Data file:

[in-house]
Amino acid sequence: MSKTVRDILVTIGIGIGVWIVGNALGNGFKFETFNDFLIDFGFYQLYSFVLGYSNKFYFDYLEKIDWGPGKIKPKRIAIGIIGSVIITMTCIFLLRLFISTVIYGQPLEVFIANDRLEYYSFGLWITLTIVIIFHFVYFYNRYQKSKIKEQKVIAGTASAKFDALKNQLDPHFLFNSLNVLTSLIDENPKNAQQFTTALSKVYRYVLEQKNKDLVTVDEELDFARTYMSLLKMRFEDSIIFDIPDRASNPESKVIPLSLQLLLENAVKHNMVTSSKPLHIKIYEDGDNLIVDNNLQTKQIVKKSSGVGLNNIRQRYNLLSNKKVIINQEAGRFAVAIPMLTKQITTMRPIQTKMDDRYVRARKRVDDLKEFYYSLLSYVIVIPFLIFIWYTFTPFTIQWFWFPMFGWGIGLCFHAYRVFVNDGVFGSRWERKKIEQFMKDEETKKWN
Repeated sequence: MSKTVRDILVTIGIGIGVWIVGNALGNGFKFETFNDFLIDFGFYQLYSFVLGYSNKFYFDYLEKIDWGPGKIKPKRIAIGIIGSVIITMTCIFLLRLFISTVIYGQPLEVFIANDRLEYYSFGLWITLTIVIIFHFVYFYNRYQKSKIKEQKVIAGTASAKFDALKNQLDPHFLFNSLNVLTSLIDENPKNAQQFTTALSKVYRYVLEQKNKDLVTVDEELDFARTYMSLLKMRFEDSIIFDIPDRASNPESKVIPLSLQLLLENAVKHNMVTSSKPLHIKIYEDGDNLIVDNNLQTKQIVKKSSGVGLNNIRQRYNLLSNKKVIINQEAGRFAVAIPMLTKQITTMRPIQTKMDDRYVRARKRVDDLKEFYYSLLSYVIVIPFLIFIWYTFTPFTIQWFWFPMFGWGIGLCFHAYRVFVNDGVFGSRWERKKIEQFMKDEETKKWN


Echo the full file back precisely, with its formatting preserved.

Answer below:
[in-house]
Amino acid sequence: MSKTVRDILVTIGIGIGVWIVGNALGNGFKFETFNDFLIDFGFYQLYSFVLGYSNKFYFDYLEKIDWGPGKIKPKRIAIGIIGSVIITMTCIFLLRLFISTVIYGQPLEVFIANDRLEYYSFGLWITLTIVIIFHFVYFYNRYQKSKIKEQKVIAGTASAKFDALKNQLDPHFLFNSLNVLTSLIDENPKNAQQFTTALSKVYRYVLEQKNKDLVTVDEELDFARTYMSLLKMRFEDSIIFDIPDRASNPESKVIPLSLQLLLENAVKHNMVTSSKPLHIKIYEDGDNLIVDNNLQTKQIVKKSSGVGLNNIRQRYNLLSNKKVIINQEAGRFAVAIPMLTKQITTMRPIQTKMDDRYVRARKRVDDLKEFYYSLLSYVIVIPFLIFIWYTFTPFTIQWFWFPMFGWGIGLCFHAYRVFVNDGVFGSRWERKKIEQFMKDEETKKWN
Repeated sequence: MSKTVRDILVTIGIGIGVWIVGNALGNGFKFETFNDFLIDFGFYQLYSFVLGYSNKFYFDYLEKIDWGPGKIKPKRIAIGIIGSVIITMTCIFLLRLFISTVIYGQPLEVFIANDRLEYYSFGLWITLTIVIIFHFVYFYNRYQKSKIKEQKVIAGTASAKFDALKNQLDPHFLFNSLNVLTSLIDENPKNAQQFTTALSKVYRYVLEQKNKDLVTVDEELDFARTYMSLLKMRFEDSIIFDIPDRASNPESKVIPLSLQLLLENAVKHNMVTSSKPLHIKIYEDGDNLIVDNNLQTKQIVKKSSGVGLNNIRQRYNLLSNKKVIINQEAGRFAVAIPMLTKQITTMRPIQTKMDDRYVRARKRVDDLKEFYYSLLSYVIVIPFLIFIWYTFTPFTIQWFWFPMFGWGIGLCFHAYRVFVNDGVFGSRWERKKIEQFMKDEETKKWN